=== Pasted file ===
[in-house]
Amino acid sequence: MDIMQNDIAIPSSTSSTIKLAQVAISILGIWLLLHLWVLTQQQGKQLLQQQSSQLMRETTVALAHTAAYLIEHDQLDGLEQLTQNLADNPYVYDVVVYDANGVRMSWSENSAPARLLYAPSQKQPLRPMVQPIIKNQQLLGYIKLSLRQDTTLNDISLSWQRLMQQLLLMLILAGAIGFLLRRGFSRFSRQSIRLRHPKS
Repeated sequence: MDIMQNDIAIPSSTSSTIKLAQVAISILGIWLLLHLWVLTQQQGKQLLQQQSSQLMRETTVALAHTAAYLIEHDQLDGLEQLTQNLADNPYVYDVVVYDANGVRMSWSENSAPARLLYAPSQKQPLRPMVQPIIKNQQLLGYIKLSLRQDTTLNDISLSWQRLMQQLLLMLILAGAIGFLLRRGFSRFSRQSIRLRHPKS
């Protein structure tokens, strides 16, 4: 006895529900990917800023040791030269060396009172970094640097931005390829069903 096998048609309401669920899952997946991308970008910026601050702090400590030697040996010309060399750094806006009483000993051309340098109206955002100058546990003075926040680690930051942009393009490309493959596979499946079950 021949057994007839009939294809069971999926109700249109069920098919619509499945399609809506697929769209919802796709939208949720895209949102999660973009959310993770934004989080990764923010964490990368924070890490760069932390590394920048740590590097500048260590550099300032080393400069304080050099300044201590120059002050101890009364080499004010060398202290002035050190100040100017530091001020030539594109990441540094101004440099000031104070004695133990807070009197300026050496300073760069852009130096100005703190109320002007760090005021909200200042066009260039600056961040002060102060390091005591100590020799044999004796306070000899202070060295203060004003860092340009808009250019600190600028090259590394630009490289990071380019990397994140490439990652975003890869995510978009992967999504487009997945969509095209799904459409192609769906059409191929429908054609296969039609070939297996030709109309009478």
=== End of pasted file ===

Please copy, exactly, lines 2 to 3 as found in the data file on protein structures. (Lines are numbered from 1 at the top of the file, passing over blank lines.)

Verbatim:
Amino acid sequence: MDIMQNDIAIPSSTSSTIKLAQVAISILGIWLLLHLWVLTQQQGKQLLQQQSSQLMRETTVALAHTAAYLIEHDQLDGLEQLTQNLADNPYVYDVVVYDANGVRMSWSENSAPARLLYAPSQKQPLRPMVQPIIKNQQLLGYIKLSLRQDTTLNDISLSWQRLMQQLLLMLILAGAIGFLLRRGFSRFSRQSIRLRHPKS
Repeated sequence: MDIMQNDIAIPSSTSSTIKLAQVAISILGIWLLLHLWVLTQQQGKQLLQQQSSQLMRETTVALAHTAAYLIEHDQLDGLEQLTQNLADNPYVYDVVVYDANGVRMSWSENSAPARLLYAPSQKQPLRPMVQPIIKNQQLLGYIKLSLRQDTTLNDISLSWQRLMQQLLLMLILAGAIGFLLRRGFSRFSRQSIRLRHPKS